PORTLAND, Ore. (KOIN) — Months after a federal judge ruled Oregon’s Measure 114 — which requires permits for firearms, requires fees, fingerprints, safety training and restricts gun magazines to 10 rounds — is constitutional, a trial to determine its state constitutionality began in Harney County.
The big question is if the restrictions in the voter-approved Measure 114 are reasonable or if they inflict on a person’s right to use firearms in self-defense.
These questions are based on the Oregon constitution. The federal judge ruled it is constitutional and complies with the 2nd Amendment.
The attorneys bringing the lawsuit in Harney County claim the magazine’s limit prohibits self-defense, plus the time for the permit to process — a 30-day window — prohibits someone from their right to access a gun.
State attorneys counter that the regulations are reasonable in the age of mass shootings. They say the permitting system is consistent with previous restrictions Oregon courts have allowed in the past.
“Evidence in this trial will show that Measure 114 is a reasonable legislative response to the public safety concern shown by firearms, and Measure 114 does not unduly frustrate the individual right to bear arms in self-defense,” said Anit Jindal, one of the Oregon attorneys.
“This case is not about public health, public safety or public concern,” said Tony Aiello Jr., an attorney challenging the measure. “This is about individual rights. This is about the individual right to self-defense and the right to bear arms to secure that right.”
A witness for the plaintiffs said he recommends using as many rounds of ammunition as possible “because it’s an insurance policy.”
But Jindal countered. “Evidence during this trial will demonstrate that it is extremely rare for a person to fire more than 10 rounds when using a firearm in self-defense.”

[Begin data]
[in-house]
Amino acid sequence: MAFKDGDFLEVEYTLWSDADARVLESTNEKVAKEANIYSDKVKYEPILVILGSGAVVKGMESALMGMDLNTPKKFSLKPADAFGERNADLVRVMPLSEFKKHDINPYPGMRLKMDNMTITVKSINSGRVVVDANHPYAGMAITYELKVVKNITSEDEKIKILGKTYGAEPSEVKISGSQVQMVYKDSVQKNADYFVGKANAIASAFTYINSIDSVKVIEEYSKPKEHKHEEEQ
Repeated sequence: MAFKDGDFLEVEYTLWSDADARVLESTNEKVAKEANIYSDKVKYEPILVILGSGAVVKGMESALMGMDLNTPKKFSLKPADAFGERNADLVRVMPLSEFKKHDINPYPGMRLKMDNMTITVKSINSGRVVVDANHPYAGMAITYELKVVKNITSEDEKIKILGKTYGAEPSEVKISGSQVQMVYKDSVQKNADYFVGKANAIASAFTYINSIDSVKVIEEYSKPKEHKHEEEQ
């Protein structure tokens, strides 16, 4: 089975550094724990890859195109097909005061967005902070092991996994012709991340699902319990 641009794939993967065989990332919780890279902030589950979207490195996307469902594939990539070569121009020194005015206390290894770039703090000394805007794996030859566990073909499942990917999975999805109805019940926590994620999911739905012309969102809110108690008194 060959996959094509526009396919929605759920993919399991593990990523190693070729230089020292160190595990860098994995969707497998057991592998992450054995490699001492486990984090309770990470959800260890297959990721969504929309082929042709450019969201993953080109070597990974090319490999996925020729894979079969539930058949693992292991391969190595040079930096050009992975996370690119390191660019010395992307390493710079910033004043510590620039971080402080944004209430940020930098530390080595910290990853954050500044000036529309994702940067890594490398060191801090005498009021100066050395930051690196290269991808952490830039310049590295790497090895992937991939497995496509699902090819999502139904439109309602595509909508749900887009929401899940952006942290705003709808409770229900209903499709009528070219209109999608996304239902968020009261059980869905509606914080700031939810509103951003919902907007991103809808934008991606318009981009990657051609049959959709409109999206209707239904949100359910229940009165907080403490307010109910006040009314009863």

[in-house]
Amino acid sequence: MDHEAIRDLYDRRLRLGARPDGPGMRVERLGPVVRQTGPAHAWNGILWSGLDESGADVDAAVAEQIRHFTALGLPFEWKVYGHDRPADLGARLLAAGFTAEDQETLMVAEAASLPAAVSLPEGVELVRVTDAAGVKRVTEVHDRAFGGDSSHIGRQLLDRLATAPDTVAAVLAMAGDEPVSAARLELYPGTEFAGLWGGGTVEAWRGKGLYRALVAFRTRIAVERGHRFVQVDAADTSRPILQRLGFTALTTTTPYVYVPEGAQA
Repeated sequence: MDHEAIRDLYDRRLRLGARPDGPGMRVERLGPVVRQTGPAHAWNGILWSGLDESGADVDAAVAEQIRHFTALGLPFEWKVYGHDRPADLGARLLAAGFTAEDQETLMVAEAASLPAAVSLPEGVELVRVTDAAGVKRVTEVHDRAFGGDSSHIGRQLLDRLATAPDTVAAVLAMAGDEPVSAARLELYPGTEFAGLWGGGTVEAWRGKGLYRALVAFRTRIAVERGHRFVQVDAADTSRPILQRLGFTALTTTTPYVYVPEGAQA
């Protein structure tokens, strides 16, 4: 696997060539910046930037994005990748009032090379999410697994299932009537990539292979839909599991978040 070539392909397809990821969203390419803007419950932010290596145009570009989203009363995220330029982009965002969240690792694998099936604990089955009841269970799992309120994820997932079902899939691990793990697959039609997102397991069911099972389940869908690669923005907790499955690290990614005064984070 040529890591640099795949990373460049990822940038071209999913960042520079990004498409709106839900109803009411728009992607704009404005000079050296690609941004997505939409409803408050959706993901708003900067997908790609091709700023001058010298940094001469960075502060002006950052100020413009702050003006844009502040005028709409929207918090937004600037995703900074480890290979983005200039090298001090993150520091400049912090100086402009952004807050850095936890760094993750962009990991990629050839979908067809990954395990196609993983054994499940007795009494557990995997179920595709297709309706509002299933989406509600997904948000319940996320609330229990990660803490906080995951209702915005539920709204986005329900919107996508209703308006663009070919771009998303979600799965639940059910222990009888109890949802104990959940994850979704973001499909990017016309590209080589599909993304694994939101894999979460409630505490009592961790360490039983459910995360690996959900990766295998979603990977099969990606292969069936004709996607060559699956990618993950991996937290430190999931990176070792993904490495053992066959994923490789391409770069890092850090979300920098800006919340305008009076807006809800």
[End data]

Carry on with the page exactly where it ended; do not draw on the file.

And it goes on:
The judge has not allowed testimony about the effectiveness of magazine limits in other states. Attorneys defending the law said they will provide experts to speak to how they can affect someone operating a firearm.
The law must also show it’s regulating firearms in a way that was not possible when Oregon’s constitution was created in 1859.
Since the US Supreme Court struck down a New York firearm restriction in 2022, the State of Oregn must also show these regulations are historically consistent — meaning semiautomatic firearms or high capacity magazines were not common when Oregon passed its constitution in 1859.
Aiello said this case centers around how “an individual’s rights will fare agains the might of the Oregon state government. Plaintiffs contend this question was answered 165 years ago.”
Jindal rejected that notion.
“We will present testimony from historians demonstrating that large capacity magazines were not in common use in 1859. Similarly, the testimony in this case will show modern-day semiautomatic firearms are technologically distinct.”
Since this is a bench trial, Harney County Judge Robert Raschio will rule. The judge said each side will have 2 days to present its case.